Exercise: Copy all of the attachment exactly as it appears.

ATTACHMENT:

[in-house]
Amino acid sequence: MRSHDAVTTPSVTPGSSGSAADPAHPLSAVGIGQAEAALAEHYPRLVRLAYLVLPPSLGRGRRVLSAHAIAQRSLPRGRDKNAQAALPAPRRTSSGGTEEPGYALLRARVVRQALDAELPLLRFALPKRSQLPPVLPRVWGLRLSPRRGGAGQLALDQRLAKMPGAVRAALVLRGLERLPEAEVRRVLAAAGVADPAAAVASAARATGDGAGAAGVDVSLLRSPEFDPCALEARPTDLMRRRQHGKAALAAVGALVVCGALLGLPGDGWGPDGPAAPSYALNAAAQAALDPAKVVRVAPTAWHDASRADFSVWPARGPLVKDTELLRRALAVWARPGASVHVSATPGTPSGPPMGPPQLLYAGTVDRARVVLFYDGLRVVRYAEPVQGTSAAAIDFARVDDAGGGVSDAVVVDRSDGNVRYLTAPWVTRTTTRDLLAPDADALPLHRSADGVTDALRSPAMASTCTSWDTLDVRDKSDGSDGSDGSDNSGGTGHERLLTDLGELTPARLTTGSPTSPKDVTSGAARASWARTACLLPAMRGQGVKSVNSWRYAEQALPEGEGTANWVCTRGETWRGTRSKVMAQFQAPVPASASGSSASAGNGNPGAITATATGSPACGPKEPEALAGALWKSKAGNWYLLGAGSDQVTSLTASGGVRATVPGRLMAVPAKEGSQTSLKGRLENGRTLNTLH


[in-house]
Amino acid sequence: MRSHDAVTTPSVTPGSSGSAADPAHPLSAVGIGQAEAALAEHYPRLVRLAYLVLPPSLGRGRRVLSAHAIAQRSLPRGRDKNAQAALPAPRRTSSGGTEEPGYALLRARVVRQALDAELPLLRFALPKRSQLPPVLPRVWGLRLSPRRGGAGQLALDQRLAKMPGAVRAALVLRGLERLPEAEVRRVLAAAGVADPAAAVASAARATGDGAGAAGVDVSLLRSPEFDPCALEARPTDLMRRRQHGKAALAAVGALVVCGALLGLPGDGWGPDGPAAPSYALNAAAQAALDPAKVVRVAPTAWHDASRADFSVWPARGPLVKDTELLRRALAVWARPGASVHVSATPGTPSGPPMGPPQLLYAGTVDRARVVLFYDGLRVVRYAEPVQGTSAAAIDFARVDDAGGGVSDAVVVDRSDGNVRYLTAPWVTRTTTRDLLAPDADALPLHRSADGVTDALRSPAMASTCTSWDTLDVRDKSDGSDGSDGSDNSGGTGHERLLTDLGELTPARLTTGSPTSPKDVTSGAARASWARTACLLPAMRGQGVKSVNSWRYAEQALPEGEGTANWVCTRGETWRGTRSKVMAQFQAPVPASASGSSASAGNGNPGAITATATGSPACGPKEPEALAGALWKSKAGNWYLLGAGSDQVTSLTASGGVRATVPGRLMAVPAKEGSQTSLKGRLENGRTLNTLH